Combined Power: Chandra’s X-Ray Data Added to James Webb’s Photos

X-ray data from NASA’s Chandra Observatory has been combined with the infrared data captured by the James Webb Space Telescope to create new composites that make the most of each’s data gathering capabilities.

The Chandra Observatory says that combining the data together underscores the power of any of NASA’s telescopes is only enhanced when joined with other instruments, both those in space and on the ground. The new images features some of the earliest observations from Webb that were released earlier this summer: Stephens Quintet, the Cartwheel Galaxy, SMACS 0723.3–7327, and the Cosmic Cliffs of the Carina Nebula.

NASA explains that Chandra had already observed these sources and these composite images show how these two space-based telescopes complement each other. In each image, the X-rays from Chandra show higher-energy processes than the infrared view from JWST.

Stephens Quintet

Stephen’s Quintet, also known as Hickson Compact Group 92, exists about 290 million light-years away, and four of the five galaxies within the quintet are what NASA describes as locked in a cosmic dance of repeated close encounters. Webb’s photo of the group of galaxies was one of the first five images that Webb ever captured.

Stephan's Quintet

“The Webb image (red, orange, yellow, green, blue) of this object features never-seen-before details of the results of these interactions, including sweeping tails of gas and bursts of star formation,” NASA explains.

Stephen’s Quintet, Chandra X-Ray data

Infrared data from the Spitzer Space telescope, now retired, is included in the below composite.

Stephen’s Quintet, Composite

“The Chandra data (light blue) of this system has uncovered a shock wave that heats gas to tens of millions of degrees, as one of the galaxies passes through the others at speeds of around 2 million miles per hour. This new composite also includes infrared data from NASA’s now-retired Spitzer Space Telescope (red, green, blue).”

The Cartwheel Galaxy

Shortly after the publication of Stephen’s Quintet and four other targets, NASA released the Webb telescope’s photo of the Cartwheel Galaxy, which astronomers say was formed as the result of a high-speed collision that occurred about 400 million years ago. It is made up of two rings: a bright inner ring and a colorful outer ring, both of which expand outward from the center of the shockwave in what the Webb team describes looks like a shockwave.

Webb’s photo is a composite image created from two of its cameras: the Near-Infrared Camera (NIRCam) and the Mid-Infrared Instrument (MIRI) and can be seen below:

Cartwheel Galaxy

“X-rays seen by Chandra (blue and purple) come from superheated gas, individual exploded stars, and neutron stars, and black holes pulling material from companion stars,” NASA explains.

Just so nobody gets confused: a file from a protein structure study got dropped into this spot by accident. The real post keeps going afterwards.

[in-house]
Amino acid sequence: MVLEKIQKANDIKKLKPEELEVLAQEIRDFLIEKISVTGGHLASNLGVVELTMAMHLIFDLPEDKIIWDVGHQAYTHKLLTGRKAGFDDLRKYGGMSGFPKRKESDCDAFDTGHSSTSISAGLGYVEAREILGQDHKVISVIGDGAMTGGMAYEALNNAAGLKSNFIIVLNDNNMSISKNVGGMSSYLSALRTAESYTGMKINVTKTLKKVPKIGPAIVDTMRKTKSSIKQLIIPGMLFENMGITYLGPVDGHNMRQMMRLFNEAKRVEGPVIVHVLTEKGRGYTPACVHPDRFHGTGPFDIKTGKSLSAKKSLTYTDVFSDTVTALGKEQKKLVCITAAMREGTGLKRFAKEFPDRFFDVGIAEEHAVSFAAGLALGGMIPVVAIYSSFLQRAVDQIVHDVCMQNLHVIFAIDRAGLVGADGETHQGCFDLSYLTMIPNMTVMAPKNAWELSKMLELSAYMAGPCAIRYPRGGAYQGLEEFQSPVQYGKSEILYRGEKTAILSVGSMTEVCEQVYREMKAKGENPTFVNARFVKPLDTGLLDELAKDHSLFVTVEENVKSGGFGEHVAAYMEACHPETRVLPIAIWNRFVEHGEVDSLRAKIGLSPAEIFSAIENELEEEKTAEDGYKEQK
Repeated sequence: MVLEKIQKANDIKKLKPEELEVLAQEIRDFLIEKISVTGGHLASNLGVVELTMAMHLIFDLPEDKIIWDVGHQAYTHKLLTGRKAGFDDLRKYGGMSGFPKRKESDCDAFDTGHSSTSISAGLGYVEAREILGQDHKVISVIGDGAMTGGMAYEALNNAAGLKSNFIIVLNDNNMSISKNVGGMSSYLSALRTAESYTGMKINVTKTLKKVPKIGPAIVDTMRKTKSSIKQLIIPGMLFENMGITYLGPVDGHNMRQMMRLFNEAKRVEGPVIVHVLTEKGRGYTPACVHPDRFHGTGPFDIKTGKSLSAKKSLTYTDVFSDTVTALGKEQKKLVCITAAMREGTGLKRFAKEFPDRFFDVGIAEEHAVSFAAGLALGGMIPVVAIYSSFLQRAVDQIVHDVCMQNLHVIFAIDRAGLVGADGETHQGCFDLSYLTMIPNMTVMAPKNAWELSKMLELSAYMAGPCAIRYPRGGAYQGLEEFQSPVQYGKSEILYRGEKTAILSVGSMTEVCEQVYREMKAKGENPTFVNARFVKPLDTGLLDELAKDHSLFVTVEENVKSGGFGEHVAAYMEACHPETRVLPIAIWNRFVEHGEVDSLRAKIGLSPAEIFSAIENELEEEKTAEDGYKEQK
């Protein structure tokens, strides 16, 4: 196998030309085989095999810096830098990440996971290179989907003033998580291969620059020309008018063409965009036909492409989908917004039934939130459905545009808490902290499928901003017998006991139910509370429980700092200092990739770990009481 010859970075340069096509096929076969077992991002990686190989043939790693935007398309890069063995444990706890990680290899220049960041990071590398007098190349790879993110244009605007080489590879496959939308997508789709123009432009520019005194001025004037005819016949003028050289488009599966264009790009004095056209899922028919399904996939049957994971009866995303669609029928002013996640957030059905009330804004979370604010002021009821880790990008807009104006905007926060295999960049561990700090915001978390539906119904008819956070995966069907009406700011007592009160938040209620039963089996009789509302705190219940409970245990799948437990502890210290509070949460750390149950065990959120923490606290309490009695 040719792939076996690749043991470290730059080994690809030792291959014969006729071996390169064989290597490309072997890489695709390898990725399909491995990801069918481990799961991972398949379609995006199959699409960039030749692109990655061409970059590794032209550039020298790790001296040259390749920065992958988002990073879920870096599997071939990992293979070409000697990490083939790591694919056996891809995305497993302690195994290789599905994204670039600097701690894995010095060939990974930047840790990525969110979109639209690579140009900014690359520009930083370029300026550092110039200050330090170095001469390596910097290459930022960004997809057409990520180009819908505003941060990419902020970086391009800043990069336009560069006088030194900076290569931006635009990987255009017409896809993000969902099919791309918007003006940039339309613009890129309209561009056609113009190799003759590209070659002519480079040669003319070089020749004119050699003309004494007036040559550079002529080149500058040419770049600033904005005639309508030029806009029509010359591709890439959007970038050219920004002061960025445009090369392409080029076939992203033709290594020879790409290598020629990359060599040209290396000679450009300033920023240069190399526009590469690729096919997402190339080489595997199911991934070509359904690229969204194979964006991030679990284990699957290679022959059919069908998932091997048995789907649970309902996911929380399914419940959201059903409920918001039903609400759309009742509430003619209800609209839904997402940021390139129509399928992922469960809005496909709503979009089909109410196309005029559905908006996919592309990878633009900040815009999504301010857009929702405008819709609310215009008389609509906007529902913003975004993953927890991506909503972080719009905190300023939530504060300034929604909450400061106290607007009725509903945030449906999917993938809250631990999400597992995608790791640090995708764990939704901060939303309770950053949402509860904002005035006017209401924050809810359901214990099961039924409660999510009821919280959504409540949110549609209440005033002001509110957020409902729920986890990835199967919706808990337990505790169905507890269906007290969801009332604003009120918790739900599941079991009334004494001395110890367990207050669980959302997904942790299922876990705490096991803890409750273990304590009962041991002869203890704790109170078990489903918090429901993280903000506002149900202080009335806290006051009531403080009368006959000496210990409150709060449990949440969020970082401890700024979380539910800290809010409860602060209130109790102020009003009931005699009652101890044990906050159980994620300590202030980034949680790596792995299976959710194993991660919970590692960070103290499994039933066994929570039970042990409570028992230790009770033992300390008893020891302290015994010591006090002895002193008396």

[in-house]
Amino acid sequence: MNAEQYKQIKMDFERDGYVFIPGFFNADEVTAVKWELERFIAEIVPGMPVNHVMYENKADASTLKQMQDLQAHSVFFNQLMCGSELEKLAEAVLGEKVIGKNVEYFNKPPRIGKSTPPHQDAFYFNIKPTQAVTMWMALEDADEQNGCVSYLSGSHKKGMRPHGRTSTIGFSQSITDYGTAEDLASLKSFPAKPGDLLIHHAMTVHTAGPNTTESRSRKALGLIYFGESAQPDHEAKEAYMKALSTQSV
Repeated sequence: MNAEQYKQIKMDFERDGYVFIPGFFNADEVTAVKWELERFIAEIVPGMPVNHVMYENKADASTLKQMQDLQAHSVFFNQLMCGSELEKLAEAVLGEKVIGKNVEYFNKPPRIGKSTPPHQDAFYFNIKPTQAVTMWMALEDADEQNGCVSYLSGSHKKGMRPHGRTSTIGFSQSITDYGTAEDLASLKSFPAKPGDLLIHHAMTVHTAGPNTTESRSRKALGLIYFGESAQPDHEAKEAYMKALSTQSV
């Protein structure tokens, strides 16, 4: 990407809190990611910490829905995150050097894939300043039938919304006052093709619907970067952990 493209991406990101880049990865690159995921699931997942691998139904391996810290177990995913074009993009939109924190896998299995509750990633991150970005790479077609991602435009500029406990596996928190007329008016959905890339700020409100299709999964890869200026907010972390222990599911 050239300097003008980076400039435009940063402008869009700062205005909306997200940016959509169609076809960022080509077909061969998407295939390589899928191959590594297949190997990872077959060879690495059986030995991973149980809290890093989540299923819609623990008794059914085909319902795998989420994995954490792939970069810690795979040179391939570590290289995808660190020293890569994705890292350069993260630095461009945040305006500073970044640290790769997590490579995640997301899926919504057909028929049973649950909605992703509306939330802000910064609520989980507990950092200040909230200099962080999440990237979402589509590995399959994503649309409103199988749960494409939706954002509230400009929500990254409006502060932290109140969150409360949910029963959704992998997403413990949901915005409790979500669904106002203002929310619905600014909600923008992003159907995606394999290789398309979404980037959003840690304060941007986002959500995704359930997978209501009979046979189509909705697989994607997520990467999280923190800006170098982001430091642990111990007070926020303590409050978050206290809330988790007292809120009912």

Cartwheel Galaxy, X-Ray

“Webb’s infrared view (red, orange, yellow, green, blue) shows the Cartwheel galaxy plus two smaller companion galaxies — not part of the collision — against a backdrop of many more distant galactic cousins.”

Cartwheel Galaxy, Composite

SMACS 0723.3–7327

SMACS 0723.3–7327, located about 4.2 billion light-years away, is a galaxy cluster that plays host to hundreds of individual galaxies. It was actually the first photo captured by the Webb telescope ever shared as it was the preview photo President Joe Biden teased the day before the full release of the first five photos captured by the advanced observatory.

Webb First Photo

Not only is the photo the first from Webb to be seen by the public, it is also the highest resolution photo of deep space that has ever been taken. The light captured by Webb in this photo has traveled for more than 13 billion years.

“As some of the largest structures in the universe, [galaxy clusters] are filled with vast reservoirs of superheated gas that is seen only in X-ray light. In this image, the Chandra data (blue) reveals gas with temperatures of tens of millions of degrees, possessing a total mass of about 100 trillion times that of the Sun, several times higher than the mass of all the galaxies in the cluster,” NASA says.

SMACS 0723.3–7327, X-Ray
SMACS 0723.3–7327, Composite

“Invisible dark matter makes up an even larger fraction of the total mass in the cluster.”

The Carina Nebula

The Carina Nebula is one of the brightest and largest nebulae in the night sky, located about 7,600 light-years away in the southern constellation of Carina. The photo below, captured by Webb, was one of the first five photos released by the telescope team earlier this summer and is perhaps the most visually striking.

Carina Nebula

Chandra’s data of the what are also referred to as the “Cosmic Cliffs” appears pink and reveals over a dozen individual X-ray sources.

“These are mostly stars located in the outer region of a star cluster in the Carina Nebula with ages between 1 and 2 million years old, which is very young in stellar terms. Young stars are much brighter in X-rays than old stars, making X-ray studies an ideal way to distinguish stars in the Carina Nebula from the many stars of different ages from our Milky Way galaxy along our line of sight to the nebula,” NASA explains.

Carina Nebula, X-Ray
Carina Nebula, Composite

“The diffuse X-ray emission in the top half of the image likely comes from hot gas from the three hottest, most massive stars in the star cluster. They are all outside the field of view of the Webb image. The Webb image uses the following colors: red, orange, yellow, green, cyan, and blue.”

Image credits: X-ray: NASA/CXC/SAO; IR (Spitzer): NASA/JPL-Caltech; IR (Webb): NASA/ESA/CSA/STScI